???Northern Irish unionists have reportedly scuppered a Brexit 'divorce deal' that was about to be agreed between Britain and the EU, because they believed it threatened the economic and political integrity of the UK.
The deal is tantalisingly close - but reports of last-minute concessions by prime minister Theresa May infuriated the DUP who are propping up her minority government in Westminster.
Irish prime minister Leo Varadkar said he had been told the deal would be done on Monday, but the UK appeared to have changed its mind after DUP leader Arlene Foster told May she would not support such a deal.
The draft deal was said to promise there would be no difference in regulations between Northern Ireland and the Republic after Brexit, in order to avoid customs checkpoints which could see a return to border tensions.
However this would either mean a divergence in regulations between Northern Ireland and the UK, or the UK accepting EU regulations - which is unlikely as May has regularly insisted Britain will leave both the European single market and the customs union.
Foster said the DUP "will not accept any form of regulatory divergence which separates Northern Ireland economically or politically from the rest of the United Kingdom".
On Monday, after a frantic weekend of work by EU and UK negotiators, May and European Commission president Jean-Claude Juncker had been widely expected to put the finishing touches to the deal over lunch in Brussels.
Instead, after several hours together, they emerged to admit there were still unresolved sticking points.
"It was not possible to reach a complete agreement today," Juncker said, with "two or three" issues that needed further negotiation.
The BBC reported that the Irish border was one of those issues.
May said a lot of progress had been made on many issues, but differences remained which required "further negotiation and consultation".
She said she was confident they would "conclude this positively".
Juncker said he was still confident they would be able to announce "sufficient progress" by a European Council meeting in a week's time.
"Sufficient progress" is the test, assessed by the European nations, for the Brexit talks to move on to their future relationship with the UK - including the all-important trade and customs arrangements.
Phase one of the negotiations covers the financial exit settlement, guarantees for EU citizens in the UK and the future status of the border between Ireland and Northern Ireland.
Last week the EU effectively gave Ireland a veto over the deal, saying any solution to the border question must be acceptable to them.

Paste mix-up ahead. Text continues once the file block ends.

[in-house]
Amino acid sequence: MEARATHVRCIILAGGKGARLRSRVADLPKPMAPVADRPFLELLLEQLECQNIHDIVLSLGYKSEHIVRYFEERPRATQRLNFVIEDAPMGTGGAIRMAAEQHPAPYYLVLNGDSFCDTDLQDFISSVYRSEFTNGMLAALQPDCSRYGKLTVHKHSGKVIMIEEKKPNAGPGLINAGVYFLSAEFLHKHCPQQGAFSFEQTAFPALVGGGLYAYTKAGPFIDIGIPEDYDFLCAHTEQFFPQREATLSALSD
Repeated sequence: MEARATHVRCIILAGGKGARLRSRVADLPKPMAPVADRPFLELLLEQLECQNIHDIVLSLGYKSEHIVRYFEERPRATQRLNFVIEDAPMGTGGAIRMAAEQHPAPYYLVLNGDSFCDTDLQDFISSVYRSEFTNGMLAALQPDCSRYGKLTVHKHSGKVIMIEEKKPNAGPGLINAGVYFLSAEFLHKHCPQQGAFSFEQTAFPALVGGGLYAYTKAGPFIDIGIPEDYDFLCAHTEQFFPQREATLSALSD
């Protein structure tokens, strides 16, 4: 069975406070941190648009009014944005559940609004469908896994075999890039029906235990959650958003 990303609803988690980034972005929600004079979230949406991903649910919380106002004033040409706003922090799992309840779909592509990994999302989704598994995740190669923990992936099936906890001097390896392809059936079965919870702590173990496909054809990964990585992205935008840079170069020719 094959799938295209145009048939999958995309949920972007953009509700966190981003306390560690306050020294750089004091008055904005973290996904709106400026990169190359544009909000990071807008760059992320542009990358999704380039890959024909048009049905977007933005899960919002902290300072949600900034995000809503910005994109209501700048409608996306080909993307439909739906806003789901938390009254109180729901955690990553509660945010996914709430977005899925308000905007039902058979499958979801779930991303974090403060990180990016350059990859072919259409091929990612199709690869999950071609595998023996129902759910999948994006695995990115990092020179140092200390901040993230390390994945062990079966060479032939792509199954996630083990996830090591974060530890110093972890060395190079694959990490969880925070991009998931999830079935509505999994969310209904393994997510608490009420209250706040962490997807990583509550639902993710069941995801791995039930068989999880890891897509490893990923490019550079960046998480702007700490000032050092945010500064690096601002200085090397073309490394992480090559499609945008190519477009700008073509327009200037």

Irish prime minister Leo Varadkar said he was "surprised and disappointed" the British government had not agreed to a draft text of the deal.
"My position is unequivocal, Ireland wants to proceed to phase two (of the negotiations)," he said. "(But) we cannot agree unless there are firm guarantees on the lack of a hard border in any circumstances."
He said he didn't want to "point fingers" on who was to blame for the change of heart, but he said the DUP were just one party in Northern Ireland and "we need to have regard to all the parties".
Scottish first minister Nicola Sturgeon said the DUP had an "unhealthy influence" at Westminster.
Both she, and London mayor Sadiq Khan, have seized on the idea that a region of the UK may be able to effectively stay inside the single market, as proposed in the draft deal.
Sturgeon said "if that's good enough and possible enough for Northern Ireland there's no reason why it can't be the case for Scotland".
Khan said the "clear solution" was to keep the entire UK in the single market and customs union.
But if not, he said he would like a similar deal to Northern Ireland's for London.
The European Council on December 15 will likely be the last chance this year for the UK and EU to strike a divorce deal.
The UK is anxious to avoid it stretching into next year. British companies have told May they need to know details of the 'transition period' to follow Brexit on March 29 2019, at least a year early so they can make plans.
Without this certainty, there may be an increased corporate exodus to the continent in the second quarter of 2018.
Talks will resume on Wednesday, and May will reportedly go to Brussels in person to try and push them to a conclusion.